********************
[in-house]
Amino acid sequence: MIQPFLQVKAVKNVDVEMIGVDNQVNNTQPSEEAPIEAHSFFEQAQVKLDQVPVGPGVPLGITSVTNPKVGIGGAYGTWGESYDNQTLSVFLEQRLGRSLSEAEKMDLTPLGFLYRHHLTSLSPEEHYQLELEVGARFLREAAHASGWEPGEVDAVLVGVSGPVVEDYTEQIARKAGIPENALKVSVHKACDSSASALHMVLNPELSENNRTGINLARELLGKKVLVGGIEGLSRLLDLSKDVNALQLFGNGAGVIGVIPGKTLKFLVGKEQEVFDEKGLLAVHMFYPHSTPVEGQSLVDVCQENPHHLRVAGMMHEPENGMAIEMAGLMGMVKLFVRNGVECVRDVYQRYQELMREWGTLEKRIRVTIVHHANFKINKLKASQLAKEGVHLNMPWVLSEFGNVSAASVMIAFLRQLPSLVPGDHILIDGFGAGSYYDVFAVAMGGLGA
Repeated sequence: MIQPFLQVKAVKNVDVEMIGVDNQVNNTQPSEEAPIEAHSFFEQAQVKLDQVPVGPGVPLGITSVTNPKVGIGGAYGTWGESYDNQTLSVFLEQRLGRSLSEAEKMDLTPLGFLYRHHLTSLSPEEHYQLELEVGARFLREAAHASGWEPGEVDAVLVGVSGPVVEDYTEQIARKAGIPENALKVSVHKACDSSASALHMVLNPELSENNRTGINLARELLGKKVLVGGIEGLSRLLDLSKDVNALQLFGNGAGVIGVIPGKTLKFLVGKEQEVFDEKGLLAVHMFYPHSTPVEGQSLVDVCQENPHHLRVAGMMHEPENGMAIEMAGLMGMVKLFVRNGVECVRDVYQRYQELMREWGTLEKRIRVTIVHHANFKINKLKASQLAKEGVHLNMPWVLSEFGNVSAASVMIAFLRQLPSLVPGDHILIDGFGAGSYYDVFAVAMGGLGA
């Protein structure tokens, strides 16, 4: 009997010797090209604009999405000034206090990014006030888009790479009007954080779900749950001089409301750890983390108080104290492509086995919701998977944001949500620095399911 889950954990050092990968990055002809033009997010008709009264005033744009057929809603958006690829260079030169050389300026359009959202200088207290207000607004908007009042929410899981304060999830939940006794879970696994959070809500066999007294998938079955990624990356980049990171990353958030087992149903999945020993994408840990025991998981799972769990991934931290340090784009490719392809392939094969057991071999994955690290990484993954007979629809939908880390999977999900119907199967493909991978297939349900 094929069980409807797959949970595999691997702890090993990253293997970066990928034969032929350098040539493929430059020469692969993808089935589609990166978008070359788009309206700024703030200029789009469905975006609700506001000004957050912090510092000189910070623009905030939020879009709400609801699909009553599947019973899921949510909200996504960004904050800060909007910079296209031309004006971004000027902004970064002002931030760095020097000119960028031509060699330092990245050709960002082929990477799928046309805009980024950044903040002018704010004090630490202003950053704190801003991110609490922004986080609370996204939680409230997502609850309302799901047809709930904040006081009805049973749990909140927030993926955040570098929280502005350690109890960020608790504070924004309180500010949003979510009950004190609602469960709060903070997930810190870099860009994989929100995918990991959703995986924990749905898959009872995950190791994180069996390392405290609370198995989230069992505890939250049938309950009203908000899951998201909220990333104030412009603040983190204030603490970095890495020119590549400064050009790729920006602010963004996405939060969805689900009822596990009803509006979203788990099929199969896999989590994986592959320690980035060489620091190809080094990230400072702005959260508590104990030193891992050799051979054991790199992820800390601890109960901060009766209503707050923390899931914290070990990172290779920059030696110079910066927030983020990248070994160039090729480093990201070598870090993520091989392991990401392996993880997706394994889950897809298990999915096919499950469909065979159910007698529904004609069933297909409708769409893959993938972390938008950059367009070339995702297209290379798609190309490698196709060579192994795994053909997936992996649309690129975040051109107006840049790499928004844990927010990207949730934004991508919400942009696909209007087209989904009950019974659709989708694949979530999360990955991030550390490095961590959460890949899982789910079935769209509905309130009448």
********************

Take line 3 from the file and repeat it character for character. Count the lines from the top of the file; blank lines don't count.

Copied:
Repeated sequence: MIQPFLQVKAVKNVDVEMIGVDNQVNNTQPSEEAPIEAHSFFEQAQVKLDQVPVGPGVPLGITSVTNPKVGIGGAYGTWGESYDNQTLSVFLEQRLGRSLSEAEKMDLTPLGFLYRHHLTSLSPEEHYQLELEVGARFLREAAHASGWEPGEVDAVLVGVSGPVVEDYTEQIARKAGIPENALKVSVHKACDSSASALHMVLNPELSENNRTGINLARELLGKKVLVGGIEGLSRLLDLSKDVNALQLFGNGAGVIGVIPGKTLKFLVGKEQEVFDEKGLLAVHMFYPHSTPVEGQSLVDVCQENPHHLRVAGMMHEPENGMAIEMAGLMGMVKLFVRNGVECVRDVYQRYQELMREWGTLEKRIRVTIVHHANFKINKLKASQLAKEGVHLNMPWVLSEFGNVSAASVMIAFLRQLPSLVPGDHILIDGFGAGSYYDVFAVAMGGLGA